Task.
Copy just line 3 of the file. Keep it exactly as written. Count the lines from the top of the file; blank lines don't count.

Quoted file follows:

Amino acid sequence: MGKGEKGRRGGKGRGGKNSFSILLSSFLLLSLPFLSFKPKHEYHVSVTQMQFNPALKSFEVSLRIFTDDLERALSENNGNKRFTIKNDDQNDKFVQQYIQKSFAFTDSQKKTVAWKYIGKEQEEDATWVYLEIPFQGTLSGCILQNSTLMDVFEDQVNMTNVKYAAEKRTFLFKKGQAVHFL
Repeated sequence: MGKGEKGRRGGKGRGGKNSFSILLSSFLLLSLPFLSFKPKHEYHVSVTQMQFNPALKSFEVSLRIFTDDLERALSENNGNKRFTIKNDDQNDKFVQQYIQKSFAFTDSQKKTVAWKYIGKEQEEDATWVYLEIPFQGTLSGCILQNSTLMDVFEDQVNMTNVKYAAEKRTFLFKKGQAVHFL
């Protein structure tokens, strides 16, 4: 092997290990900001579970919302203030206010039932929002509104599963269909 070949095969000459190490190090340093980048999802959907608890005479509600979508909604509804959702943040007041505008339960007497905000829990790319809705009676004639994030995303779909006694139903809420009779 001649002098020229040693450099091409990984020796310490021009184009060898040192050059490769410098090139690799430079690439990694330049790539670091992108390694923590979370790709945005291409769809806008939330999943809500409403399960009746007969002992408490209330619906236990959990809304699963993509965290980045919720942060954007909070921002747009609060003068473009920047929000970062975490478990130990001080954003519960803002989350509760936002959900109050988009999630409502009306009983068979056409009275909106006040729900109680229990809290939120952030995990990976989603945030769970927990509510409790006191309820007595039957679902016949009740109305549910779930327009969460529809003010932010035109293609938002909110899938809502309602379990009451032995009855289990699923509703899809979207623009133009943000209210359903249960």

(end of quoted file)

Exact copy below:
């Protein structure tokens, strides 16, 4: 092997290990900001579970919302203030206010039932929002509104599963269909 070949095969000459190490190090340093980048999802959907608890005479509600979508909604509804959702943040007041505008339960007497905000829990790319809705009676004639994030995303779909006694139903809420009779 001649002098020229040693450099091409990984020796310490021009184009060898040192050059490769410098090139690799430079690439990694330049790539670091992108390694923590979370790709945005291409769809806008939330999943809500409403399960009746007969002992408490209330619906236990959990809304699963993509965290980045919720942060954007909070921002747009609060003068473009920047929000970062975490478990130990001080954003519960803002989350509760936002959900109050988009999630409502009306009983068979056409009275909106006040729900109680229990809290939120952030995990990976989603945030769970927990509510409790006191309820007595039957679902016949009740109305549910779930327009969460529809003010932010035109293609938002909110899938809502309602379990009451032995009855289990699923509703899809979207623009133009943000209210359903249960």